I was honored to be interviewed for a piece recently on Marcus.com on creative budgeting. Here’s a snippet:
Crystal Paine and her husband, Jesse, were on a tight budget when they got married. They were committed to living debt free, even though Jesse was in law school. To make sure they never spent beyond their modest means, they began using the “cash envelopes” budgeting system.
Here’s how it works:
At the start of every month, after setting aside funds for rent and utilities, Jesse would withdraw all of their spending money for the month. At home, they would use envelopes to sort the pile of cash into categories: groceries, eating out, gas, gifts and so on. Once an envelope was empty, they resolved to not spend any more on that category for the rest of the month. They also reserved a special envelope of cash for themselves to spend as they wished.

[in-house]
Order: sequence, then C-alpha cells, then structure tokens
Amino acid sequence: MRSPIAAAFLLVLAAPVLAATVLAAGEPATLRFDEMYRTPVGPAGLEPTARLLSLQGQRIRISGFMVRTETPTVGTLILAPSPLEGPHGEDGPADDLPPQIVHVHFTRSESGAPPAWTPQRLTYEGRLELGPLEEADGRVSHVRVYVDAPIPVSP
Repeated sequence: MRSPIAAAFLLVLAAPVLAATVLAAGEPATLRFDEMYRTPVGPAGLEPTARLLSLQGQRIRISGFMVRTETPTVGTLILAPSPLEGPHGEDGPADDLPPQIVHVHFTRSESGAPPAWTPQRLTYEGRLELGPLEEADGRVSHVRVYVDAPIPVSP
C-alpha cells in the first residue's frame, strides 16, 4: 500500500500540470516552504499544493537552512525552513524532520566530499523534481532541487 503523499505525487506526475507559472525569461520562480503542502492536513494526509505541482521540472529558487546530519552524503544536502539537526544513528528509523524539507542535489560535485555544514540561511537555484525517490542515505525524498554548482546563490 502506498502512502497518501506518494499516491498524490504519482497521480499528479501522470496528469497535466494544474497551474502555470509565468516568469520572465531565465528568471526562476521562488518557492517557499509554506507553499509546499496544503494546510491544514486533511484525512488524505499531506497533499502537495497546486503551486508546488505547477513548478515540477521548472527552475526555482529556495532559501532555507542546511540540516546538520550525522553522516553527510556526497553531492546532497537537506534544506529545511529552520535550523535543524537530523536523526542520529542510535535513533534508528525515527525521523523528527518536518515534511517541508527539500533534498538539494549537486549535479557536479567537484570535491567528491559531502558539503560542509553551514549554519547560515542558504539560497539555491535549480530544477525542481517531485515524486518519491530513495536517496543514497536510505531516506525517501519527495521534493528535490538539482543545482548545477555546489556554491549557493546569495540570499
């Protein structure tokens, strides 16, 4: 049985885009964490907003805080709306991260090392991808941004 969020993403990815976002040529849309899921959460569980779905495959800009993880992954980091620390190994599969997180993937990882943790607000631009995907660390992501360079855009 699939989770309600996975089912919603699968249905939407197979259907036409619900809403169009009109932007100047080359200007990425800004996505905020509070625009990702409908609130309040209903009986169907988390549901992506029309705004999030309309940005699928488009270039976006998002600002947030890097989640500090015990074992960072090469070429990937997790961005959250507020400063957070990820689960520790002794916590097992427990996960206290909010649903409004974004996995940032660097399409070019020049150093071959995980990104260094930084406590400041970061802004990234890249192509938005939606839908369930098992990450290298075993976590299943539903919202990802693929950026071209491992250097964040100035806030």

Paine credits the envelope system for not only helping them survive the lean years but also teaching them to communicate and cooperate on a budget.
“Working together to spend the money in those shared envelopes — well, it helped us learn to talk about priorities,” she said.
It may seem counterintuitive, but Paine considers the limits imposed by the envelope system liberating.
“We don’t have to worry, ‘If we spend this money on eating out, are we going to be able to buy groceries next week?’” she said. “Because it’s all divvied up at the beginning of the month.”